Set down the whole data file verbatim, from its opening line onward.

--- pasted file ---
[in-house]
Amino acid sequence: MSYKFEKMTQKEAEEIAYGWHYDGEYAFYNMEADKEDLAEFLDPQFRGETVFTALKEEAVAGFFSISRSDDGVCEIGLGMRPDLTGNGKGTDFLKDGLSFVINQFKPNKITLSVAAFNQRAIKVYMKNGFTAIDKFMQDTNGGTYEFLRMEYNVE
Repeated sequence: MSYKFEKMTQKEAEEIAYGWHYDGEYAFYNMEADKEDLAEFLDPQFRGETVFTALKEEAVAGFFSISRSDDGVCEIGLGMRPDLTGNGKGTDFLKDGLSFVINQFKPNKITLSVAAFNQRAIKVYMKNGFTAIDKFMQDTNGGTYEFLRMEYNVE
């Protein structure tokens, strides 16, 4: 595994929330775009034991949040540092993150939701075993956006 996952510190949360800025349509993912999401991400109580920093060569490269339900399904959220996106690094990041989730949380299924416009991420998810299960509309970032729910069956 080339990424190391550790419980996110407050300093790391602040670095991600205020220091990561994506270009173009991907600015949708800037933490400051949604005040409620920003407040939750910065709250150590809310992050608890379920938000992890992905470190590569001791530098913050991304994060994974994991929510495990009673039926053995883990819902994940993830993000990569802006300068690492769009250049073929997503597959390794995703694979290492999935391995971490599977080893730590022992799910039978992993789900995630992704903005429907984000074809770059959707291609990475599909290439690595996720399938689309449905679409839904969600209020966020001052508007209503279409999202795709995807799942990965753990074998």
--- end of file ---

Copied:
[in-house]
Amino acid sequence: MSYKFEKMTQKEAEEIAYGWHYDGEYAFYNMEADKEDLAEFLDPQFRGETVFTALKEEAVAGFFSISRSDDGVCEIGLGMRPDLTGNGKGTDFLKDGLSFVINQFKPNKITLSVAAFNQRAIKVYMKNGFTAIDKFMQDTNGGTYEFLRMEYNVE
Repeated sequence: MSYKFEKMTQKEAEEIAYGWHYDGEYAFYNMEADKEDLAEFLDPQFRGETVFTALKEEAVAGFFSISRSDDGVCEIGLGMRPDLTGNGKGTDFLKDGLSFVINQFKPNKITLSVAAFNQRAIKVYMKNGFTAIDKFMQDTNGGTYEFLRMEYNVE
């Protein structure tokens, strides 16, 4: 595994929330775009034991949040540092993150939701075993956006 996952510190949360800025349509993912999401991400109580920093060569490269339900399904959220996106690094990041989730949380299924416009991420998810299960509309970032729910069956 080339990424190391550790419980996110407050300093790391602040670095991600205020220091990561994506270009173009991907600015949708800037933490400051949604005040409620920003407040939750910065709250150590809310992050608890379920938000992890992905470190590569001791530098913050991304994060994974994991929510495990009673039926053995883990819902994940993830993000990569802006300068690492769009250049073929997503597959390794995703694979290492999935391995971490599977080893730590022992799910039978992993789900995630992704903005429907984000074809770059959707291609990475599909290439690595996720399938689309449905679409839904969600209020966020001052508007209503279409999202795709995807799942990965753990074998």